Foot-ankle systems for these levels now reflect many of the design advantages previously developed for the very active, high-impact level 4 patient. Steady improvements in weight reduction and reliability have brought K3-K4 components within the realm of moderately active amputees. For example, lightweight carbon fiber materials, energy-storing and shock-absorbing heels, and split-toe features are now available in various newer products. Other leading dynamic response feet suitable to the K2-K3 categories now available include:
- Össur Ceterus Vari-Flex (formerly the Flex-Walk) and Talux
- Otto Bock C-Walk
- Endolite Dynamic Response Foot (with Multiflex Ankle), and
- Ohio Willow Wood Impulse (can be mated with the Earthwalk ankle).
K3-K4—Upper-Level Function (High-activity, Athletes)
The K4 applications are typically high tech, high impact and high cost. A relatively small percentage of all amputees will qualify for reimbursement of ankle-foot components in this category.
Though formerly largely the domain of athlete-amputees and active children, these systems reflect the expectation that some middle-aged amputees may be increasingly inclined to remain an active participant in golfing, hiking, shopping and gardening.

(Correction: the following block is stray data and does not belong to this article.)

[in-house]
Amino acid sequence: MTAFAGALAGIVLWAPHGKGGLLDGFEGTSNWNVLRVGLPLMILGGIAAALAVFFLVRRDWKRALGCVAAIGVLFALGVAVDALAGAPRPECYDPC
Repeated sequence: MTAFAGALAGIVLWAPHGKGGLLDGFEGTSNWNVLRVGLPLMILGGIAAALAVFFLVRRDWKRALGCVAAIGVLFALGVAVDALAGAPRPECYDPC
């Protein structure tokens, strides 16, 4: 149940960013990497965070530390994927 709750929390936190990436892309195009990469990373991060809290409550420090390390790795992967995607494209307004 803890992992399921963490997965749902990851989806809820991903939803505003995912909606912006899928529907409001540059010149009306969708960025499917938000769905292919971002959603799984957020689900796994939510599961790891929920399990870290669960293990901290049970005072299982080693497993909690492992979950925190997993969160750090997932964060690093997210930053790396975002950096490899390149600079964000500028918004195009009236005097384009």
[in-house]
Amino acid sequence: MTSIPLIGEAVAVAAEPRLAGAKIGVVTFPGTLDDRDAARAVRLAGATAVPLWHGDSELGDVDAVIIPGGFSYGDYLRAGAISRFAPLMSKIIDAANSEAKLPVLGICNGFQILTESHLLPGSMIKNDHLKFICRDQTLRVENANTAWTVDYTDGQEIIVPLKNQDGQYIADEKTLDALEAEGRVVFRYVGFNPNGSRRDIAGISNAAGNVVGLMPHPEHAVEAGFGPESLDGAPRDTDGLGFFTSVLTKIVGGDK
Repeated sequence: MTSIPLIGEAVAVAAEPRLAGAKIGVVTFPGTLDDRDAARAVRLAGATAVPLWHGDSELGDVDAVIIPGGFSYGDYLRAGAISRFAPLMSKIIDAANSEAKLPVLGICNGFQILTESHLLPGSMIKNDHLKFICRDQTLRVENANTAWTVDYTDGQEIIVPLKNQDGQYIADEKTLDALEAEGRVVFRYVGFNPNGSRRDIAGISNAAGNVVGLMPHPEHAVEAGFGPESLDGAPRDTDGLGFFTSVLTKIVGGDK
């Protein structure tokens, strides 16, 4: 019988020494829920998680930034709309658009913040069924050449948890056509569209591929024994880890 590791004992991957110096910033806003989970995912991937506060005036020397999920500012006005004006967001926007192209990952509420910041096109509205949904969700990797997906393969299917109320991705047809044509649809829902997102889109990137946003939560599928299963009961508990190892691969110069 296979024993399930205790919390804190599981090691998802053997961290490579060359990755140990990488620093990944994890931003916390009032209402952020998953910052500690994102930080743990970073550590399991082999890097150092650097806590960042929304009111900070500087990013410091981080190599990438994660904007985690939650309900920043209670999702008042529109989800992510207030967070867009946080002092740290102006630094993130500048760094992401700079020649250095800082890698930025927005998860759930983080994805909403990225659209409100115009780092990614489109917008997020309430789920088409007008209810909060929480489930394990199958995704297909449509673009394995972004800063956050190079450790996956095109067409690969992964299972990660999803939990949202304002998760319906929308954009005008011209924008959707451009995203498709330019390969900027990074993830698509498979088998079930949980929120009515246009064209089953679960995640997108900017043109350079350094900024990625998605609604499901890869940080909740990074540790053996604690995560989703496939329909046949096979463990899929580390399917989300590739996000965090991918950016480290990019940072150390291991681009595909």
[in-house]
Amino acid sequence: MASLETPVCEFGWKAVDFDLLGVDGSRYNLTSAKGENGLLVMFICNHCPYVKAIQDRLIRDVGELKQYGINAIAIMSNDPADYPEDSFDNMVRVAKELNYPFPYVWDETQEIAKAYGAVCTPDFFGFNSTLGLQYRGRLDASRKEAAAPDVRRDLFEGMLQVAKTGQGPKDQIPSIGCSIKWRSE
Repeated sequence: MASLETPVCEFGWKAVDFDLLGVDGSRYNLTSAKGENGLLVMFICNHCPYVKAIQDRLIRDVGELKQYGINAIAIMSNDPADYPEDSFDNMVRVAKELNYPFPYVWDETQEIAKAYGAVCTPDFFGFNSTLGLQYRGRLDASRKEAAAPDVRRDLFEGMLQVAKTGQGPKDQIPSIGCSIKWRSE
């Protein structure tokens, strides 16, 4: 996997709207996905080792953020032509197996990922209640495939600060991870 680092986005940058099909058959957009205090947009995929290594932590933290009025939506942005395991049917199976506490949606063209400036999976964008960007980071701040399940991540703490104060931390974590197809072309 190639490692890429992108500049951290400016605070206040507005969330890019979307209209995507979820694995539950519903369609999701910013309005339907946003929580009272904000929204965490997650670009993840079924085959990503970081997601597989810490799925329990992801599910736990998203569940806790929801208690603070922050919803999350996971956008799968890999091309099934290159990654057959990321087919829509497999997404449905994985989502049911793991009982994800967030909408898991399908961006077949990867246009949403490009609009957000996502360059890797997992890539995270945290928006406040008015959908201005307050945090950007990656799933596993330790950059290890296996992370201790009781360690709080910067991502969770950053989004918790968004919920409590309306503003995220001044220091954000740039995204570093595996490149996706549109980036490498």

Devices appropriate for K4 and some higher level K3 amputees exhibit high performance spring like qualities and shock absorption capabilities. Examples of devices in this range include:
- Össur Ceterus and Re-Flex VSP
- Otto Bock LuXon Journey, and LuXon Max DP, and
- Ohio Willow Wood Impulse, Carbon Copy 2 and Pathfinder.
The College Park TruStep, a pioneering system appropriate for highly active amputees, features a fully articulated foot, split-toe design and dynamic response. College Park’s Venture offers a new feature, patient-adjustable stride control, for adjusting the foot’s gait characteristics to reflect changing activities, as from home or office use to a hiking trail or gym.
Though this discussion has highlighted many of the leading ankle-foot components available to the lower-limb amputee population, there are in fact many more, all of which offer some special benefit to particular amputees.
Our role is to determine and provide the most appropriate componentry for patients entrusted to our care.
We welcome your inquiries about any of the components discussed in this article and will be pleased to work with you to devise the best solutions to amputee prosthetic needs.
Foot prosthetic technology has come a long way. Please call LeTourneau Prosthetics today for your free consultation. We have offices located in Beaumont, Nederland and Jasper, Texas.